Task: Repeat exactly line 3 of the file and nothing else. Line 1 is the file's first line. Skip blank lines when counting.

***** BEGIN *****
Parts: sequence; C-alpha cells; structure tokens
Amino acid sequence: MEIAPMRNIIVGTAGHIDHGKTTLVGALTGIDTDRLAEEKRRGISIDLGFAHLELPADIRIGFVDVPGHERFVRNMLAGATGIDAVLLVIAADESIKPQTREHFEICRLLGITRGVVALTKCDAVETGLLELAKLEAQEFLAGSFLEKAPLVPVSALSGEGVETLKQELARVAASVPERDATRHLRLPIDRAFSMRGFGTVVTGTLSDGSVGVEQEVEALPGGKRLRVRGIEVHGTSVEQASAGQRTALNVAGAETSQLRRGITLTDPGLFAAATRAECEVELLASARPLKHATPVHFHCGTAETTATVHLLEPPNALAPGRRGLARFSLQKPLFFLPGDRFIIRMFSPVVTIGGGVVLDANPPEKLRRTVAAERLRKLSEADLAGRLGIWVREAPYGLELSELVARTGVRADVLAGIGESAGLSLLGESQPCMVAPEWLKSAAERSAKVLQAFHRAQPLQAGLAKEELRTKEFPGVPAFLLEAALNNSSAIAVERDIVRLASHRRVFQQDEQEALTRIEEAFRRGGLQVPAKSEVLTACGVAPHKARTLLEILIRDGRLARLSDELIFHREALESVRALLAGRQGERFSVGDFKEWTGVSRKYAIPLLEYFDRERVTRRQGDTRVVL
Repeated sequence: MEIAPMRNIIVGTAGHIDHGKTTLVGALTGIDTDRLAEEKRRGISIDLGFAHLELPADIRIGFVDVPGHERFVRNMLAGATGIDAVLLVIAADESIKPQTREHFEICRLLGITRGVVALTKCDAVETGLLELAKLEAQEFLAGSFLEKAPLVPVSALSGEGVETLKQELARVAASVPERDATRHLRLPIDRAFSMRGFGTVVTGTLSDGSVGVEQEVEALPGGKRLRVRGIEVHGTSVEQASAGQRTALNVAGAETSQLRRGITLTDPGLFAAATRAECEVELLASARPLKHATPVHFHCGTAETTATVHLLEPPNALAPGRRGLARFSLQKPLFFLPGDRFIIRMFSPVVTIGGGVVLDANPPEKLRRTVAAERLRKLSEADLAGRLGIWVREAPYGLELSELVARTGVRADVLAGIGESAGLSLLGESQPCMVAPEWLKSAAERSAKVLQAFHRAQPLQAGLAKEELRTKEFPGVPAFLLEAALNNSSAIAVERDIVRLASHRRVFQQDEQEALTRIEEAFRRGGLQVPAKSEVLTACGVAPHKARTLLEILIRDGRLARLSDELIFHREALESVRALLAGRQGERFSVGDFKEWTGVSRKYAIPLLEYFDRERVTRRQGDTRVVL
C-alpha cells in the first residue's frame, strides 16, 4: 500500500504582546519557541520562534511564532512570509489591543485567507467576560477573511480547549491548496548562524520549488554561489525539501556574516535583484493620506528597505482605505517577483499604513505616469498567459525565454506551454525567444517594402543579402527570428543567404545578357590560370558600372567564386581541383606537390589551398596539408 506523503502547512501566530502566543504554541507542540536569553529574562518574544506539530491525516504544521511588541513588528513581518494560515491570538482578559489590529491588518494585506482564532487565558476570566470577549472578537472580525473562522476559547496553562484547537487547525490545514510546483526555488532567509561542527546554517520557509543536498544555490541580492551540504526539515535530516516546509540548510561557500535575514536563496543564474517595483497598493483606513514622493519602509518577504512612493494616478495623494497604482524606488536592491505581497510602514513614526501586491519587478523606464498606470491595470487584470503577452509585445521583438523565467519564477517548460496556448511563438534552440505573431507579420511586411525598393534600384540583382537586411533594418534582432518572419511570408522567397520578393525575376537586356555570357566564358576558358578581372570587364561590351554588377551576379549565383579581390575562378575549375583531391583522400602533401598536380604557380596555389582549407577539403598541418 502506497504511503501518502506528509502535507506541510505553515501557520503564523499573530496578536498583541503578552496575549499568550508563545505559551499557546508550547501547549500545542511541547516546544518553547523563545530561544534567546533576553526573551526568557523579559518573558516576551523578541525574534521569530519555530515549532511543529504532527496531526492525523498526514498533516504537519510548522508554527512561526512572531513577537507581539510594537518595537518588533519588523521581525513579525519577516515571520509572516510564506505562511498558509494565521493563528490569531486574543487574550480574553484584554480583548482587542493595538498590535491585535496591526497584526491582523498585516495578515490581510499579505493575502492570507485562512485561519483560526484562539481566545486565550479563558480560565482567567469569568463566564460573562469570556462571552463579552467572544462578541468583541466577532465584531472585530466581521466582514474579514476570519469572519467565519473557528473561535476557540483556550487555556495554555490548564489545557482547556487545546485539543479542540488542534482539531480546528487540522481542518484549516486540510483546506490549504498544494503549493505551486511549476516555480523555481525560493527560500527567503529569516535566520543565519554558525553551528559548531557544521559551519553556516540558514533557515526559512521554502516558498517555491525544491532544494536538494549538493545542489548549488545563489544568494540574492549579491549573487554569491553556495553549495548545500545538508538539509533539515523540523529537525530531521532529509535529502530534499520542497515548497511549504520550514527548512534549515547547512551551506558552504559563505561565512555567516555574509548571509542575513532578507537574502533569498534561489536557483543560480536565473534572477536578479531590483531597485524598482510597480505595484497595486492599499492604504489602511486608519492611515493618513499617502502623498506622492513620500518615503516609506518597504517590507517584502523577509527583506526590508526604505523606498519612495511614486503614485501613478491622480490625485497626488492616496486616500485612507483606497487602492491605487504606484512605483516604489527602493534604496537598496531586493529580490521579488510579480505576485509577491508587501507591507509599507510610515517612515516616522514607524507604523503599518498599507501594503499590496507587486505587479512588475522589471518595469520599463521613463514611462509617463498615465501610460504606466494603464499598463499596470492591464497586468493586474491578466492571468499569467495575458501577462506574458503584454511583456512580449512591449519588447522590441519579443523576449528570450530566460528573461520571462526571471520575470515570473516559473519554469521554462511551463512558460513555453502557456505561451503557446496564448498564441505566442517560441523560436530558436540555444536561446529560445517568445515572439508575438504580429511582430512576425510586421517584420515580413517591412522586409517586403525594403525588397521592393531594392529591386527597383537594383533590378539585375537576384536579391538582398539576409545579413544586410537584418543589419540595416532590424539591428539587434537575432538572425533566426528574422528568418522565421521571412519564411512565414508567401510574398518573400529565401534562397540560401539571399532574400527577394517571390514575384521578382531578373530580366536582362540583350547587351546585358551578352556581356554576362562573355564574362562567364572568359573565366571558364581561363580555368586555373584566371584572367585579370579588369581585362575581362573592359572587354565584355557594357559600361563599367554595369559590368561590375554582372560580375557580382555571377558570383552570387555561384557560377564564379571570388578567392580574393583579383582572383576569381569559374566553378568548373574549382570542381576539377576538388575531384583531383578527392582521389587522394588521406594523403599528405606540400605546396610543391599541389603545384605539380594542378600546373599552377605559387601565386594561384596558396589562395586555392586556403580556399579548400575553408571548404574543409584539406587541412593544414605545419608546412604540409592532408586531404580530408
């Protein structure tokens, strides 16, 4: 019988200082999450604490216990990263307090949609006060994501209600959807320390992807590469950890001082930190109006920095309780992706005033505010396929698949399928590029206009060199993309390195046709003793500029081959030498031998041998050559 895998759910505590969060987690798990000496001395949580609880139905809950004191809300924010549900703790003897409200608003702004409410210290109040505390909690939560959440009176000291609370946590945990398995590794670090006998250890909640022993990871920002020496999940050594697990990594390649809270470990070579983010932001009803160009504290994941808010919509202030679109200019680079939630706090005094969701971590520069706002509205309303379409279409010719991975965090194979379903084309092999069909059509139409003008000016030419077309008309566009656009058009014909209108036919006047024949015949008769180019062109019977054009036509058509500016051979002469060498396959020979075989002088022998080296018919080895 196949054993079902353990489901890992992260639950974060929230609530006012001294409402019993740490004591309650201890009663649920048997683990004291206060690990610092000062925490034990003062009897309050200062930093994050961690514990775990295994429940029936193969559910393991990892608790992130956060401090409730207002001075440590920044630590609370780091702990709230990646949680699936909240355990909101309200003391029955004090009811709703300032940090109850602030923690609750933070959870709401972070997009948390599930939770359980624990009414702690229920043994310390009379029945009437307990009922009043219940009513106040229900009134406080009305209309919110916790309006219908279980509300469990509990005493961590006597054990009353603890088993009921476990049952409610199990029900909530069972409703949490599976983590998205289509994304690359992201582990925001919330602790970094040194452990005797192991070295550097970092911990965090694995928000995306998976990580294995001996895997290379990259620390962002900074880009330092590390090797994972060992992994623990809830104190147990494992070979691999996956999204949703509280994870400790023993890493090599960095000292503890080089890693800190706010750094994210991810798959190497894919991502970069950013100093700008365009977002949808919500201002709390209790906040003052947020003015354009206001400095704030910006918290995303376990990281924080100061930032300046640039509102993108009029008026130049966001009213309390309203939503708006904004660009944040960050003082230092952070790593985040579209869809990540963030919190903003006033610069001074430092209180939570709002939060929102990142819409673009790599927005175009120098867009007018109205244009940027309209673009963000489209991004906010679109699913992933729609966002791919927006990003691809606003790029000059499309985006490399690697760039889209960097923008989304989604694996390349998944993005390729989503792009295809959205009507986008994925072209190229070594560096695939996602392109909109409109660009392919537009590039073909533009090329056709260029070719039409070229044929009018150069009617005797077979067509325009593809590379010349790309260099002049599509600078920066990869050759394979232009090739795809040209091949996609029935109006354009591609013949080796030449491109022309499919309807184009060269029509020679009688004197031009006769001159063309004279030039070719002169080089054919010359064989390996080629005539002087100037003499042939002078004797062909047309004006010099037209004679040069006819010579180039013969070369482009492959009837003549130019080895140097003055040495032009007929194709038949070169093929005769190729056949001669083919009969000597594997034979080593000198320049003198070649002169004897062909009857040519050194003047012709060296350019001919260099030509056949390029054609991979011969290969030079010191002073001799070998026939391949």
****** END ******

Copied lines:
Repeated sequence: MEIAPMRNIIVGTAGHIDHGKTTLVGALTGIDTDRLAEEKRRGISIDLGFAHLELPADIRIGFVDVPGHERFVRNMLAGATGIDAVLLVIAADESIKPQTREHFEICRLLGITRGVVALTKCDAVETGLLELAKLEAQEFLAGSFLEKAPLVPVSALSGEGVETLKQELARVAASVPERDATRHLRLPIDRAFSMRGFGTVVTGTLSDGSVGVEQEVEALPGGKRLRVRGIEVHGTSVEQASAGQRTALNVAGAETSQLRRGITLTDPGLFAAATRAECEVELLASARPLKHATPVHFHCGTAETTATVHLLEPPNALAPGRRGLARFSLQKPLFFLPGDRFIIRMFSPVVTIGGGVVLDANPPEKLRRTVAAERLRKLSEADLAGRLGIWVREAPYGLELSELVARTGVRADVLAGIGESAGLSLLGESQPCMVAPEWLKSAAERSAKVLQAFHRAQPLQAGLAKEELRTKEFPGVPAFLLEAALNNSSAIAVERDIVRLASHRRVFQQDEQEALTRIEEAFRRGGLQVPAKSEVLTACGVAPHKARTLLEILIRDGRLARLSDELIFHREALESVRALLAGRQGERFSVGDFKEWTGVSRKYAIPLLEYFDRERVTRRQGDTRVVL